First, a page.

Obama Admin’s New Counterterror Strategy Discards ‘Absurd’ Bush Notion Of Al Qaeda Global Caliphate

President Obama's Top Counterterror Adviser John Brennan

Yesterday at the Paul H. Nitze School of Advanced International Studies at Johns Hopkins University, President Obama’s top counterterrorism adviser John Brennan formally laid out the Obama administration’s broad approach to combatting terrorism. In his speech, Brennen acknowledged that the administration’s goals “track closely with the goals of the previous administration” and that the new strategy “neither represents a wholesale overhaul — nor a wholesale retention — of previous policies.”

However, Brennan stressed one key difference in approach from the Bush administration, saying that “our best offense won’t always be deploying large armies abroad but delivering targeted, surgical pressure to the groups that threaten us.” But what reporting on the new strategy has widely overlooked, is that the the United States will no longer treat al Qaeda as an existential threat or as a force that is capable of taking over countries or regions of the world and instituting totalitarian rule:

Our strategy is also shaped by a deeper understanding of al-Qa’ida’s goals, strategy, and tactics. I’m not talking about al-Qa’ida’s grandiose vision of global domination through a violent Islamic caliphate. That vision is absurd, and we are not going to organize our counterterrorism policies against a feckless delusion that is never going to happen. We are not going to elevate these thugs and their murderous aspirations into something larger than they are.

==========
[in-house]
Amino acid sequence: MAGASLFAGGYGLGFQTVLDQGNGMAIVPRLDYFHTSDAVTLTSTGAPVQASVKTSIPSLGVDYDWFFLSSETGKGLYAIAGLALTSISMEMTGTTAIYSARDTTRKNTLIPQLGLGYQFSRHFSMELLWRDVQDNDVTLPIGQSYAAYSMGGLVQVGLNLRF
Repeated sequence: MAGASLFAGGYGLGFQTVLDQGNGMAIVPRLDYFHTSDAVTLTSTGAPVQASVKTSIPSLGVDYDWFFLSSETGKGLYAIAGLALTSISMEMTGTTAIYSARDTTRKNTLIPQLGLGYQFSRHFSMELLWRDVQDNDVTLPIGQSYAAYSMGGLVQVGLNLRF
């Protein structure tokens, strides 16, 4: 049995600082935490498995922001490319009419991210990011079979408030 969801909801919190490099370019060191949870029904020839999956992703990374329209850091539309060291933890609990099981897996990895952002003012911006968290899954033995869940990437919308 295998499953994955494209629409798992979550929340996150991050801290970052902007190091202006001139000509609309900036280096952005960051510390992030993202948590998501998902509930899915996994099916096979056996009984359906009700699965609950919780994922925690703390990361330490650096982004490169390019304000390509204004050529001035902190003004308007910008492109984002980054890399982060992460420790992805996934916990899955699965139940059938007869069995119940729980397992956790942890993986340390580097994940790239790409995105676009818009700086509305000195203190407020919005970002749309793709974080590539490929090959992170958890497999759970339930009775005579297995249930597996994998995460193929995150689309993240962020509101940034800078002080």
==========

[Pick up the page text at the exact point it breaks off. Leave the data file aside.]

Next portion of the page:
This point of view, as basis for dealing with al Qaeda, is a significant departure from the Bush administration’s counterterrorism strategy. In its 2006 “National Strategy for Combating Terrorism,” the Bush White House described the terror threat as such:

What unites the movement is a common vision, a common set of ideas about the nature and destiny of the world, and a common goal of ushering in totalitarian rule. What unites the movement is the ideology of oppression, violence, and hate.

Indeed, in his speech announcing the strategy, President Bush justified this policy, saying that Osama bin Laden wanted to make Baghdad the “capital of the Caliphate“:

They hope to establish a violent political utopia across the Middle East, which they call a “Caliphate” — where all would be ruled according to their hateful ideology. Osama bin Laden has called the 9/11 attacks — in his words — “a great step towards the unity of Muslims and establishing the Righteous… [Caliphate].” This caliphate would be a totalitarian Islamic empire encompassing all current and former Muslim lands, stretching from Europe to North Africa, the Middle East, and Southeast Asia.

This is obviously, as Brennen said, “absurd.” Al Qaeda isn’t taking over anything and it’s refreshing for United States counterterror policy to officially recognize that.